Eighteen Left and other parties on Friday called a 12-hour general strike in West Bengal on November 28 to protest the harassment faced by people following the Union government's demonetisation move.
However, state Chief Minister and Trinamool Congress supremo Mamata Banerjee opposed the strike call.
The 18 parties held a meeting at the Communist Party of India-Marxist headquarters, Muzaffar Bhavan, during the day to zero in on a statewide general strike from 6 a.m. on Monday to press for a charter of demands that included supply of adequate smaller denomination currency to banks, ATMs and post offices to provide succour to the masses reeling under a cash crunch.
CPI-M leader and Left Front Chairman Biman Bose told the media that the central government should recover the Rs 11 lakh crore loans, which have not been repaid to the banks and use the money to write off all farm loans, allow people to exchange Rs 500 and Rs 1,000 old notes until December 30 or until the time alternative arrangements are made to supply the required quantum of currency notes.
The parties also demanded confiscation of all black money stashed abroad to strike at the root of the black money problem.
"If sincere and pragmatic steps are taken against black money, that needs to be supported, but not the way it has been done. The abrupt decision to ban Rs 500 and Rs 1000 currency notes has adversely hit the daily lives of all sections of people, particularly the middle class, workers, peasants and agricultural labourers.
"Even after 17 days of the decision, bank and financial services have been crippled. Daily wagers, fishermen, Mahatma Gandhi National Rural Employment Guarantee Act (MNREGA) workers are unable to make both ends meet due to lack of cash. The rural economy has come to a grinding halt," said Bose.
He alleged that farmers were unable to sell their crops, and buy fertilisers for the next crop
Expressing apprehension that the cash crisis could worsen in the next few days, he said industrial production had decreased and small businesses were hard hit.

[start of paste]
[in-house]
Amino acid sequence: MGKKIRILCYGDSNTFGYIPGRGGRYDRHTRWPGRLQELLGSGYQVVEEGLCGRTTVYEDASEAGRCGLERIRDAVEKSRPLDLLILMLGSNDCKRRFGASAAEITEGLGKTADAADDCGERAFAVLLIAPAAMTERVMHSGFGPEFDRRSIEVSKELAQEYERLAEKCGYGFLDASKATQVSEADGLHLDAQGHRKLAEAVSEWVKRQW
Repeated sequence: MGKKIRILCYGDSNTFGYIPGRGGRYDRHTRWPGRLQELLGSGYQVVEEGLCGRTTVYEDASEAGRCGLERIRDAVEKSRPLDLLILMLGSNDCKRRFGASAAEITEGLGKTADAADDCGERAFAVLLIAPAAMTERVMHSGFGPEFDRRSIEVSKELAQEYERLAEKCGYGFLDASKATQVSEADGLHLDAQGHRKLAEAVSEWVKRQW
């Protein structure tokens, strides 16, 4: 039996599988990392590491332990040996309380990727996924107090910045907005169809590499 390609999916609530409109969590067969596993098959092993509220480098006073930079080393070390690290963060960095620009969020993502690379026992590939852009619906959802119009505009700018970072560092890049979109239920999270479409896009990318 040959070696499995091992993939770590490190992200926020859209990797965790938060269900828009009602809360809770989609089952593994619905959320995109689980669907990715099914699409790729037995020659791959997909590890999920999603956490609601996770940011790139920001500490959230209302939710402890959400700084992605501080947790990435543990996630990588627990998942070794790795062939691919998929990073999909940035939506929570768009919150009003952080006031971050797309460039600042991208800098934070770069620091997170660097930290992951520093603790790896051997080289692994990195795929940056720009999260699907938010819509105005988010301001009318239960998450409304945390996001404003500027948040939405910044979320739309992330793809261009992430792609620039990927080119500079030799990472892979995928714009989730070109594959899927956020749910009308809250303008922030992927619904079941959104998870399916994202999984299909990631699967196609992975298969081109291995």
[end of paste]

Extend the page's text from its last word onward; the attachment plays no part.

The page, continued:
Bose said that bank, ATM services, post offices, hospital and medical clinics, ambulance, milk, water and power supplies, newspapers and marriages would be out of the purview of the strike.
The parties attending the meeting include the CPI-M, Communist Party of India, All India Forward Bloc, Revolutionary Socialist Party, Janata Dal-United, Rashtriya Janata Dal and the Nationalist Congress Party.
Soon after Bose's media meet, Banerjee took to twitter to oppose the strike.
"In Delhi at the meeting of Opposition parties, a Bandh (shutdown) was never discussed or agreed to. We do not support any Bandh call," she said.
Banerjee appealed to everybody to stand by the citizens in their hour of crisis.
"People are suffering so I appeal to all to help citizens and stand by them at this hour of crisis," she said in another tweet.
Trinamool leader and state Urban Development Minister Firhad Hakim lashed against the CPI-M, saying it was "trying to fish in troubled waters".
"They know they don't have the strength to bring out protest rallies. They want Bengal to regress. People of Bengal don't support such strikes. Our leader has called a rally in the city on November 28. All sections of people would rather join that rally and protest against the Modi government," he said.
But the Congress extend moral support to the strike. "All of us are protesting. If they want to call a strike, we will give them moral support."